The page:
OUCH! We went to hear Dave Mason the other night, a founder of the iconic band Traffic. He played classic Traffic songs like “40,000 Headmen,” and great songs from his popular solo album Alone Together. Mason still has worthy chops and riffs, and the band was terrific.
But as the musicians pursued their usual round of sequentially turning up their instruments, the volume became ear-shattering (even with earplugs). Ultimately we were forced to leave the $75 per person Valentines Day concert early — very upsetting because there was more great music to enjoy. Are others overwhelmed by today’s concert volumes? Wish there was a way to survey the audiences at such events – I suspect we’re not the only ones who can’t take the volume.
I asked our professional-musician son Hannis if he finds concerts too loud and he said, “Sure Dad; everyone does!” Hannis says the problem is that musicians often can’t hear themselves onstage.
“You’d have to interrupt the concert to rebalance their monitors, so they turn up their instruments instead.” Surely in this era of microprocessors there’s a way to balance instrument, microphone, and monitor volumes without every band’s musicians competing with each other and the sound-board operator in a volume contest. Moreover, surely during these tough times the musicians and venues must want our money as concert-goers. So why drive us out? This may have been our last rock concert ever. (One hearing threat down, more to go. Wedding-reception DJs are almost as loud!)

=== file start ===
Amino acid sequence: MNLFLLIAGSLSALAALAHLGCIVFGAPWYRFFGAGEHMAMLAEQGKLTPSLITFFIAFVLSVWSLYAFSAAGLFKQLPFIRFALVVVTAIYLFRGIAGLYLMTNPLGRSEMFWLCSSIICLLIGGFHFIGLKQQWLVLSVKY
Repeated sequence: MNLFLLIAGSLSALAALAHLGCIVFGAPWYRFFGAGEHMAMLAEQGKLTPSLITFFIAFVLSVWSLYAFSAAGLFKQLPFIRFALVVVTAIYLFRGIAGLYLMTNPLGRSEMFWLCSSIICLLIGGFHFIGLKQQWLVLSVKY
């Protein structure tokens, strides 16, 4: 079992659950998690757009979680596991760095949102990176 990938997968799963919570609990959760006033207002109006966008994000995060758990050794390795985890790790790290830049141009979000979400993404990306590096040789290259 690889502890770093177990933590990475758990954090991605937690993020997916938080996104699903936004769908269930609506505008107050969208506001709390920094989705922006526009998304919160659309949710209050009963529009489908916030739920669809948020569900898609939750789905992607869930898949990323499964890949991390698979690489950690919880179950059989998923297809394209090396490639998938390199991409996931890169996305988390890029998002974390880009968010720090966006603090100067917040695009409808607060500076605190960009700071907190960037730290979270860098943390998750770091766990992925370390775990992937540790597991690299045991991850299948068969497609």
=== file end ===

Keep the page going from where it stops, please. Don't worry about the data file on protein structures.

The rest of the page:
Upon leaving the Dave Mason concert we were blasted by oldies blaring from speakers outside a bar. With all the other health and environmental issues being effectively addressed in our lives, hearing preservation seems totally reasonable. It’s time to start a volume-control movement advocating maximum decibel limits, or at least a decibel-rating system so concert-goers can make their own hearing decisions before buying tickets. The alternative is for those of us who care about our hearing to stop going altogether. And what a shame that would be for everybody.
Let’s rally together on this before it’s too late. Save our Ears! It’s time for volume control! ©2010 Gregory N. Brown
One thought on “Save our ears! And save the music!”
I agree with you on volume control. Everyday about 3:15pm I can tell that school is done for the day without even looking at a clock as I hear the loud exhaust and stereos that go past our business even with the doors and windows closed.
Dean’s solution is wear ear protection for us and start buying stock in hearing aide companies for our investment portfolio because we all know that at some point in time they will all need some help with their hearing. We haven’t actually done this yet but everytime our ears are hit with higher volumes such as commercials on tv we consider it.